Remember that Mormonism doesn’t have a professional clergy or magisterium enforcing the doctrine. In fact, Mormonism isn’t half so interested in orthodoxy (right belief) as in orthopraxy (right practice).

    This is why you see a great deal of continuity in the ethical side of Mormonism, but on the doctrinal side… well it looks like a moving target. We aren’t really enforcing our orthodoxy, so it tends to shift as generations come and go.

    That’s why you’ve got apostle Orson Pratt way back when asserting that God conceived Jesus with Mary “in the usual way” (or was that Joseph F. Smith?), but now most lay Mormons (but not all) would consider that to be a load of crap, if they were actually aware of the quote or stopped to think about it for a second (which most don’t).

    Most Mormons don’t have a high degree of awareness of the doctrinal shifts in their religion. This does not make them dishonest, just unaware. There simply is no professional elite in our religion making sure that the orthodoxy is “taken care of.” It’s kind of left to mind itself.

    Which puts more informed Mormons, like Blake and Geoff (and other Mormon bloggers) in a bit of a bind. They know that Orson Pratt said what he said. But they are also aware that most of their fellow Mormons no longer subscribe to what he said. So there’s a real tendency to hedge – at which point, they are accused of dishonesty.

  27. Seth R. says:

    I’m a tidy person by nature, so of course, the Mormon religion’s moving-target-orthodoxy bothers me.

    But I have ultimately come to terms with it. Mormonism, much like Judaism, is an ethical religion first and foremost. If you ask a Jewish rabbi about “where did God come from?” or “what is the ontological nature of God?” you are likely to be told to mind your own business and focus on being a good Jew. Likewise, if I were to ask my bishop whether God has a God, or whether the Holy Ghost is male or female, or a lot of the stuff being discussed here, I might get a bit of an answer. But then I would be told bluntly to quit wasting my time and focus on reading the Holy Scriptures, serving my neighbors, praying regularly, and being a good father.

    I think the short answer is that most Mormons don’t care about the issues raised here. But they do care a great deal about the Sermon on the Mount. Which is “true religion” as they see it. They see these metaphysical mind-games as only remotely connected to their business as worshipers of God.

  28. Daniel says:


    The thing is, orthopraxy must necessarily follow orthodoxy. I may not always live what I profess, but I will always live what I believe. See this quote by John Piper:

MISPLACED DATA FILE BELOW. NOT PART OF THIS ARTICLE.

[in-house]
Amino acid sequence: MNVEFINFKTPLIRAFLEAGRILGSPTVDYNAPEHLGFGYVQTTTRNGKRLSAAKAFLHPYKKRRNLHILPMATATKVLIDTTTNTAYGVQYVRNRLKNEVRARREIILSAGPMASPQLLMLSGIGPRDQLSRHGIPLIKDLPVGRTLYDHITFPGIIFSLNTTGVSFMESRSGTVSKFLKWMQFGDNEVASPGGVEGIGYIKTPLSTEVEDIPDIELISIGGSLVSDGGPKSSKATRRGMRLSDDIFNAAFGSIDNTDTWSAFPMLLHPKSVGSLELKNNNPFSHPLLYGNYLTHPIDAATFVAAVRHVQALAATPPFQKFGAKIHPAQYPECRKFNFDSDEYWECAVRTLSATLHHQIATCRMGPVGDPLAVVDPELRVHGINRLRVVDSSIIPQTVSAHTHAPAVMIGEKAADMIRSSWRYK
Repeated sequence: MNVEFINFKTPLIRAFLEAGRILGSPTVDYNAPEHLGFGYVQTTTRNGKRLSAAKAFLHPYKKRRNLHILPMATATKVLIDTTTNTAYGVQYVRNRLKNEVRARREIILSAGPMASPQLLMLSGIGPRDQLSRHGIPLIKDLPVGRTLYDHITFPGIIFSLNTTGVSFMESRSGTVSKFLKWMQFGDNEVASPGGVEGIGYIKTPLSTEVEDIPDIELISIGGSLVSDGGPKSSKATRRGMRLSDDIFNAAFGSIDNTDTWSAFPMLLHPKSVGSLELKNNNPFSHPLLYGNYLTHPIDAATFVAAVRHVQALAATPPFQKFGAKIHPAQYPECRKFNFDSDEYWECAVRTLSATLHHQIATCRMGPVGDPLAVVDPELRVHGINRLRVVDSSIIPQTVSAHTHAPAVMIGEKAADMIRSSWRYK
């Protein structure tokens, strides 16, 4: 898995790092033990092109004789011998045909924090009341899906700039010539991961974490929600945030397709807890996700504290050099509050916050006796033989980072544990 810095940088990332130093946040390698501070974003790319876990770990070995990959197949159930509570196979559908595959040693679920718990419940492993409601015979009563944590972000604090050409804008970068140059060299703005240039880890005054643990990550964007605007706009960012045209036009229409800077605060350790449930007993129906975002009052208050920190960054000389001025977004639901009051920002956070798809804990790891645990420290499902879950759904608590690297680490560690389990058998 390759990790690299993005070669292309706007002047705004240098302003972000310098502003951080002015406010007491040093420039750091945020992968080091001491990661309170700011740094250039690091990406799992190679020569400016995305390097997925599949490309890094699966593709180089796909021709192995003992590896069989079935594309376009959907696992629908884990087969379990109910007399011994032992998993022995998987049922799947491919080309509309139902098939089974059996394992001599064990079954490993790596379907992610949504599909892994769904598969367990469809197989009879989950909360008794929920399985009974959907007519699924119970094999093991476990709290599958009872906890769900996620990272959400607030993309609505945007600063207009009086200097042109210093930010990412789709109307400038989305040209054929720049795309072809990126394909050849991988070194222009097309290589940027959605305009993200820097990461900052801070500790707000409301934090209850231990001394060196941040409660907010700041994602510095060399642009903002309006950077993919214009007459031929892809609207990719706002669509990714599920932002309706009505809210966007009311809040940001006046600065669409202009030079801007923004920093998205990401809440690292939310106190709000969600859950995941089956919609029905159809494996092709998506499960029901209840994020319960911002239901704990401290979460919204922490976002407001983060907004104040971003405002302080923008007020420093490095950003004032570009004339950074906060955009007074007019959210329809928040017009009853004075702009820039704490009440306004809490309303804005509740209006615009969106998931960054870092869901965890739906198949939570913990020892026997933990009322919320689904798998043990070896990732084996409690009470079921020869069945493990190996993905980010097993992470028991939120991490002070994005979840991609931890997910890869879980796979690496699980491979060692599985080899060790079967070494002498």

And the bridge from theology to this practical life is doxology, because Christian morality is not willpower religion. Christianity and its morality is not, well, “God has the authority to tell us what to do, I’d better grit my teeth and do what he says so that I can go to heaven.” That’s not Christianity, or Christian living. Christian living is the spillover of worship. It’s the practical outworking of a heart stunned by a glorious, sovereign, saving God. Or it’s nothing, worse than nothing.

    Throughout the Bible, God is presented as one who judges thoughts, motives, and attitudes above outward actions. Read Matthew 12:33-35. Right actions must necessarily follow a right heart, which requires right doctrine.

  29. Falcon says:

    I appreciate your post. I was thinking that in a way what you are describing is like a religious service organization. Pick a project to help the community, work hard, make personal strides to self-improvment and the results are beneficial all around. As a member, don’t get to hung-up on the history of the service organization or the by-laws. That’s cool. It’s the social end of things. Sounds like you’ve come to resolution regarding the “doctrine” of the Mormon church. Message is: don’t be concerned with it. Go with the flow.

  30. Seth R. says:

    Nice quote Daniel.

    But it seems to deal more with core beliefs that are actually shared by both Mormons and Evangelicals. What the quote speaks to are motivations of the heart. I think it has only tenuous connection to the question of whether Christ was “created” or “uncreated” and related debate. The philosophical idea of an “unmoved mover” for instance has little relevance to the belief life of most normal people.

    A person can purify the heart and believe in the Atonement with either doctrine. Believing that Christ is one’s “Elder Brother” or not has little to do with that.

  31. Daniel says:


    I do agree with you regarding the doctrinal debate and sharing of core beliefs, for the most part. However, the one thing I believe this quote does speak to that Evangelicals and Mormons (on the whole) disagree on, is the nature of works and the role in salvation, which is a whole separate argument that has been argued on this site before (see my postings on Aug. 16:

  32. Daniel says:

    I think ultimately what it comes down to, is that only God can change and orient our hearts to align with his. Otherwise, all of the orthopraxy in the world will be worthless, because ultimately they will be coming from wrong (selfish) motives, no matter how you try to reconcile it. As Paul quoted the prophets in Romans 3, “There is no one righteous, not even one.”

  33. Rick B says:

    Geoff said But I will point out that this “different Jesus” approach is self defeating because it assumes there is such a thing as “a different Jesus” and you just said you don’t really believe that. What you really mean is that you think Satan is answering Mormons prayers or that their own minds are giving those answers.